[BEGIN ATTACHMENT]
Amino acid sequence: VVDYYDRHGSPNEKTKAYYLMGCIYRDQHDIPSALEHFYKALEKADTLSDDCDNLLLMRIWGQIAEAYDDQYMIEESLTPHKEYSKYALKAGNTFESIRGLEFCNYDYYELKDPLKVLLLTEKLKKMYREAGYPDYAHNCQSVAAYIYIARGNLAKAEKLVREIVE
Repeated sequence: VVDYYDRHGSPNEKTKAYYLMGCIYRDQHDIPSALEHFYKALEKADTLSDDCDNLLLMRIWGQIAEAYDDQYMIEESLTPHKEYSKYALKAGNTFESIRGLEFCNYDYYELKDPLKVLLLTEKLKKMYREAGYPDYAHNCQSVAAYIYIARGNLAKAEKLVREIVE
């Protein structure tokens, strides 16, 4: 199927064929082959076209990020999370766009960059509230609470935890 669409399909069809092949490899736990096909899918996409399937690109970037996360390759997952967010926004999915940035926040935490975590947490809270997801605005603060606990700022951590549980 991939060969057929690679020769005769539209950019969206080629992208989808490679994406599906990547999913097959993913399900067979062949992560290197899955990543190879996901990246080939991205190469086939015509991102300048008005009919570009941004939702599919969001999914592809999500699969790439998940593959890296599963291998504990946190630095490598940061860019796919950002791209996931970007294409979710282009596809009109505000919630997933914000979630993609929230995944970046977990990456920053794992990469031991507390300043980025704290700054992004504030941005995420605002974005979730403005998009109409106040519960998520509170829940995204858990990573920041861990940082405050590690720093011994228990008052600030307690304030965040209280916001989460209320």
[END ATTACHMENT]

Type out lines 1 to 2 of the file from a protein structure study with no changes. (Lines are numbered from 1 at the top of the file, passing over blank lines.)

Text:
Amino acid sequence: VVDYYDRHGSPNEKTKAYYLMGCIYRDQHDIPSALEHFYKALEKADTLSDDCDNLLLMRIWGQIAEAYDDQYMIEESLTPHKEYSKYALKAGNTFESIRGLEFCNYDYYELKDPLKVLLLTEKLKKMYREAGYPDYAHNCQSVAAYIYIARGNLAKAEKLVREIVE
Repeated sequence: VVDYYDRHGSPNEKTKAYYLMGCIYRDQHDIPSALEHFYKALEKADTLSDDCDNLLLMRIWGQIAEAYDDQYMIEESLTPHKEYSKYALKAGNTFESIRGLEFCNYDYYELKDPLKVLLLTEKLKKMYREAGYPDYAHNCQSVAAYIYIARGNLAKAEKLVREIVE